17-year-old Wei Yi was the only player to win in Round 11 of the Tata Steel Masters. His 31-move victory over Sergey Karjakin took the Chinese prodigy into clear second place, only half a point behind Wesley So, who he now plays in Round 12. Elsewhere we witnessed an amazing collection of missed wins, with Adhiban in particular a move away from shocking Magnus Carlsen. In the Challengers, 16-year-old Jeffery Xiong beat his co-leader Ilia Smirin to become the favourite to qualify for the 2018 Tata Steel Masters.
A crazy day eventually produced only a single win:
No-one doubts Wei Yi’s talent, but that also means the Chinese youngster will be compared only with the very best. He crossed 2600 and 2700 at an earlier age than Magnus, but to keep up that pace will require an incredible next few months and years. Carlsen briefly hit world no. 1 on the live rating list as a 17-year-old, in the same year he won the Tata Steel Masters for the first time after tying with Levon Aronian.
Although Wei Yi is up 21.5 points in Wijk aan Zee to 2727.5 and 26th place on the live rating list, it’s asking too much to expect him to jump another 100 points in a year. What is possible, though, is to win in Wijk aan Zee, since his victory over Sergey Karjakin put him only half a point behind Wesley So with two rounds to go.
Lawrence Trent takes us through a remarkably easy win over the famously difficult to beat Sergey Karjakin:
Karjakin could only lament his performance:
Anatoly Karpov claimed the arrival of Sergey's wife towards the end of the World Championship match was a mistake, arguing any change was likely to upset a player's rhythm. Perhaps he'll repeat that argument when he arrives in Wijk aan Zee for the final round on Sunday, though Sergey can afford to take things easier in the aftermath of the World Championship:
There were plenty of players with regrets on a day when it seemed the long tournament was beginning to take its toll on the Tata Steel Masters participants.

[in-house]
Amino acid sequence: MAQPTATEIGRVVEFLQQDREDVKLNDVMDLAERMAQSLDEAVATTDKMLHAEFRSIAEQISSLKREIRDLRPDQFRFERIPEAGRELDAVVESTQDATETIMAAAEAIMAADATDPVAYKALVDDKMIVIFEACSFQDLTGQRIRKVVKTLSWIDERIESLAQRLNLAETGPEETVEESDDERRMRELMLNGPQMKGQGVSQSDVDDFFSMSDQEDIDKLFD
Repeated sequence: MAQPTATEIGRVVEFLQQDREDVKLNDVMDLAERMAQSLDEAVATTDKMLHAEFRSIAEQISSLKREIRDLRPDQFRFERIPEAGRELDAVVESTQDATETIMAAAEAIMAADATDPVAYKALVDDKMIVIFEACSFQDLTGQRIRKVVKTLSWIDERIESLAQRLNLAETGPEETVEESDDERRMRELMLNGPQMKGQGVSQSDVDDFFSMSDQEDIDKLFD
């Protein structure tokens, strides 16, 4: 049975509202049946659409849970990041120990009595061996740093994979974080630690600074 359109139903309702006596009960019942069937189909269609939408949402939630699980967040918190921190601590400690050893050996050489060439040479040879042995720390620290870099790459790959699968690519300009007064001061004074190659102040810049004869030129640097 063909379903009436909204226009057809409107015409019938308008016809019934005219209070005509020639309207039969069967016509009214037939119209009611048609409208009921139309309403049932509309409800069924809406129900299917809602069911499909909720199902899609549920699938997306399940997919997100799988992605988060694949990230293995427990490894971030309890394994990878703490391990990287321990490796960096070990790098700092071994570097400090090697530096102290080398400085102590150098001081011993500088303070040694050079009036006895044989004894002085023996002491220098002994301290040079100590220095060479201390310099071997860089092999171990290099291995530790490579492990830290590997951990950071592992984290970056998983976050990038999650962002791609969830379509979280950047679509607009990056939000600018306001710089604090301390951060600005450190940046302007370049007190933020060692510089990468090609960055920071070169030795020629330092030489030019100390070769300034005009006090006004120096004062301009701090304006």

Adhiban had a typically refreshing explanation for his choice of the Scandinavian (1.e4 d5!?) against Magnus Carlsen:
For the past two rounds I played some normal lines so I thought ok, it was time to play something stupid again!
Once again it worked, since a pawn grab by Magnus on moves 14-15 enabled Black to gain excellent compensation. The World Champion was again caught in the dilemma of whether to acquiesce to a draw or push for a win, and the result was a goal-mouth opportunity for his opponent after 34.Bd2? left the white rook unprotected.
34…Qg4! 35.Re1 (35.Rf1 Ne3!!) 35…Re3!! turns out to be winning for Adhiban, and the curious thing is that he said afterwards he’d seen it!
He didn’t quite believe it, though, and after 34…Qc6 the game fizzled out into a draw.
A game that was never likely to do much fizzling was Rapport-Van Wely, in which Rapport opened 1.b3 and later followed a 1973 Ljubojevic game by meeting f5 with h4:
Loek seemed to have things under control until he lashed out with 21…g5!?
That again had Jan Gustafsson in our commentary contemplating what a player Loek could have been if he’d been born with a sense of danger. Rapport responded in kind with 22.hxg5 hxg5 23.g4!?, offering a piece sacrifice, that was immediately accepted, rather than playing 23.Ne6, when White can still attack on the kingside without the same investment.
The culminating moment was one that might have gone unnoticed in a world without computers and chess engines. A rook sacrifice on g7 by Rapport left him objectively lost in the following position:
After 34…Kg8 35.Bc2 Bf5 36.Qxb8+ White went on to force a draw by perpetual check. Instead after 34…Bd7! 35.Qxd7+ Kg8 36.Bc2 Qg2! checks don’t help White and the f-pawn is too strong.
Both players had reason to lament the game Giri-Harikrishna, which kept them rooted on 50% after 11 rounds. It’s not every day Anish Giri sacrifices a piece on move 12: